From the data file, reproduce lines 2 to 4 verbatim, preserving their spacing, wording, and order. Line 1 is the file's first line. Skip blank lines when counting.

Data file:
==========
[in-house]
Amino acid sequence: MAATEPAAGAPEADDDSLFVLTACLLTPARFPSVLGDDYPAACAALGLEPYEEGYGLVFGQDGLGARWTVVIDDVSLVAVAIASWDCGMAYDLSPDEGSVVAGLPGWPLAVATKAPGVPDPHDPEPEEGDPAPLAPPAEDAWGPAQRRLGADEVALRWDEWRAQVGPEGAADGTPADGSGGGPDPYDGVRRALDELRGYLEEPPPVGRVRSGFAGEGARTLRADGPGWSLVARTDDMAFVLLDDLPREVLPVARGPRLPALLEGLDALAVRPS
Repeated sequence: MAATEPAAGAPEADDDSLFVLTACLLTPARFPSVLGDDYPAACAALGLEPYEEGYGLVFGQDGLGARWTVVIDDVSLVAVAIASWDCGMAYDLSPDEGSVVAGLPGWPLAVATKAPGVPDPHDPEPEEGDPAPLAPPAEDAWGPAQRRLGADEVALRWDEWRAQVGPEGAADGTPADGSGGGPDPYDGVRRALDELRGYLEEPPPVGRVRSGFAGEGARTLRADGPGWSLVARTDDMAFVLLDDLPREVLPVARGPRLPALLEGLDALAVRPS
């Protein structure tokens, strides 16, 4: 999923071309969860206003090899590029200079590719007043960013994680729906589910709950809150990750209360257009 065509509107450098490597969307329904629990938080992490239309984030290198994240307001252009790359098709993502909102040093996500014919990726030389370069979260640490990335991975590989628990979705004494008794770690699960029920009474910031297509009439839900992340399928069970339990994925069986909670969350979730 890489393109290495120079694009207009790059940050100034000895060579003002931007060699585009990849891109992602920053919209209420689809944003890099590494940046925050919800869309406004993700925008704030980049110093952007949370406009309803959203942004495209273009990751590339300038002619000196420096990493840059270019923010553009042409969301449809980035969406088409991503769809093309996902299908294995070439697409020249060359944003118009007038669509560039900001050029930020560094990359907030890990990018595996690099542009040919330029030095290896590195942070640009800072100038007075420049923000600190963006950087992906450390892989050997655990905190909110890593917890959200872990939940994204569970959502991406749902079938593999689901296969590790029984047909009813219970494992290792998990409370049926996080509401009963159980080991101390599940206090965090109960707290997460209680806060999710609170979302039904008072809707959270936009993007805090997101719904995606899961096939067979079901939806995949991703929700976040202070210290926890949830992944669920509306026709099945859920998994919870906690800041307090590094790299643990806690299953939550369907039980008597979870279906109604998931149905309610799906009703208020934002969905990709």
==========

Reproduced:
Amino acid sequence: MAATEPAAGAPEADDDSLFVLTACLLTPARFPSVLGDDYPAACAALGLEPYEEGYGLVFGQDGLGARWTVVIDDVSLVAVAIASWDCGMAYDLSPDEGSVVAGLPGWPLAVATKAPGVPDPHDPEPEEGDPAPLAPPAEDAWGPAQRRLGADEVALRWDEWRAQVGPEGAADGTPADGSGGGPDPYDGVRRALDELRGYLEEPPPVGRVRSGFAGEGARTLRADGPGWSLVARTDDMAFVLLDDLPREVLPVARGPRLPALLEGLDALAVRPS
Repeated sequence: MAATEPAAGAPEADDDSLFVLTACLLTPARFPSVLGDDYPAACAALGLEPYEEGYGLVFGQDGLGARWTVVIDDVSLVAVAIASWDCGMAYDLSPDEGSVVAGLPGWPLAVATKAPGVPDPHDPEPEEGDPAPLAPPAEDAWGPAQRRLGADEVALRWDEWRAQVGPEGAADGTPADGSGGGPDPYDGVRRALDELRGYLEEPPPVGRVRSGFAGEGARTLRADGPGWSLVARTDDMAFVLLDDLPREVLPVARGPRLPALLEGLDALAVRPS
């Protein structure tokens, strides 16, 4: 999923071309969860206003090899590029200079590719007043960013994680729906589910709950809150990750209360257009 065509509107450098490597969307329904629990938080992490239309984030290198994240307001252009790359098709993502909102040093996500014919990726030389370069979260640490990335991975590989628990979705004494008794770690699960029920009474910031297509009439839900992340399928069970339990994925069986909670969350979730 890489393109290495120079694009207009790059940050100034000895060579003002931007060699585009990849891109992602920053919209209420689809944003890099590494940046925050919800869309406004993700925008704030980049110093952007949370406009309803959203942004495209273009990751590339300038002619000196420096990493840059270019923010553009042409969301449809980035969406088409991503769809093309996902299908294995070439697409020249060359944003118009007038669509560039900001050029930020560094990359907030890990990018595996690099542009040919330029030095290896590195942070640009800072100038007075420049923000600190963006950087992906450390892989050997655990905190909110890593917890959200872990939940994204569970959502991406749902079938593999689901296969590790029984047909009813219970494992290792998990409370049926996080509401009963159980080991101390599940206090965090109960707290997460209680806060999710609170979302039904008072809707959270936009993007805090997101719904995606899961096939067979079901939806995949991703929700976040202070210290926890949830992944669920509306026709099945859920998994919870906690800041307090590094790299643990806690299953939550369907039980008597979870279906109604998931149905309610799906009703208020934002969905990709």